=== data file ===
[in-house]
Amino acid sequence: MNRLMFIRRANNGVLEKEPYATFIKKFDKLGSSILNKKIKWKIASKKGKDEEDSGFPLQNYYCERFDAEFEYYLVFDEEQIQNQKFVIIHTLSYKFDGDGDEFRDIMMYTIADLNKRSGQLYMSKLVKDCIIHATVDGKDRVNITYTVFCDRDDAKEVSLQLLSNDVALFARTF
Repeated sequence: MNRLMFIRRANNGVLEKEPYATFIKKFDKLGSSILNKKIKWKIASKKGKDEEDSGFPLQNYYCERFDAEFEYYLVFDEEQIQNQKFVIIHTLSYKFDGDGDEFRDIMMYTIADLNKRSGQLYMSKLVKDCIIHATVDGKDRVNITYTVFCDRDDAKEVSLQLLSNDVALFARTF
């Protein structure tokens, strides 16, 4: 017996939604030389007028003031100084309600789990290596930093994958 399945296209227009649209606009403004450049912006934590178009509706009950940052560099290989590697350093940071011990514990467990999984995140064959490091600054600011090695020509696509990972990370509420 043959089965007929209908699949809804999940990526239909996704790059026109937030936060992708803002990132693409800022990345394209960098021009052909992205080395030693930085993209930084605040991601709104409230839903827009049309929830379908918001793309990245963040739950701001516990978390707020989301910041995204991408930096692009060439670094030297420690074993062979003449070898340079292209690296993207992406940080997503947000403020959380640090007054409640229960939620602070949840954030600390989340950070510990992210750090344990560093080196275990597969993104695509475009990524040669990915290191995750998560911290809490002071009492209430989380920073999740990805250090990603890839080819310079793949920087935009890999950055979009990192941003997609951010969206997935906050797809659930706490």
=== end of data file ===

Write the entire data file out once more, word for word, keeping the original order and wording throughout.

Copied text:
[in-house]
Amino acid sequence: MNRLMFIRRANNGVLEKEPYATFIKKFDKLGSSILNKKIKWKIASKKGKDEEDSGFPLQNYYCERFDAEFEYYLVFDEEQIQNQKFVIIHTLSYKFDGDGDEFRDIMMYTIADLNKRSGQLYMSKLVKDCIIHATVDGKDRVNITYTVFCDRDDAKEVSLQLLSNDVALFARTF
Repeated sequence: MNRLMFIRRANNGVLEKEPYATFIKKFDKLGSSILNKKIKWKIASKKGKDEEDSGFPLQNYYCERFDAEFEYYLVFDEEQIQNQKFVIIHTLSYKFDGDGDEFRDIMMYTIADLNKRSGQLYMSKLVKDCIIHATVDGKDRVNITYTVFCDRDDAKEVSLQLLSNDVALFARTF
């Protein structure tokens, strides 16, 4: 017996939604030389007028003031100084309600789990290596930093994958 399945296209227009649209606009403004450049912006934590178009509706009950940052560099290989590697350093940071011990514990467990999984995140064959490091600054600011090695020509696509990972990370509420 043959089965007929209908699949809804999940990526239909996704790059026109937030936060992708803002990132693409800022990345394209960098021009052909992205080395030693930085993209930084605040991601709104409230839903827009049309929830379908918001793309990245963040739950701001516990978390707020989301910041995204991408930096692009060439670094030297420690074993062979003449070898340079292209690296993207992406940080997503947000403020959380640090007054409640229960939620602070949840954030600390989340950070510990992210750090344990560093080196275990597969993104695509475009990524040669990915290191995750998560911290809490002071009492209430989380920073999740990805250090990603890839080819310079793949920087935009890999950055979009990192941003997609951010969206997935906050797809659930706490």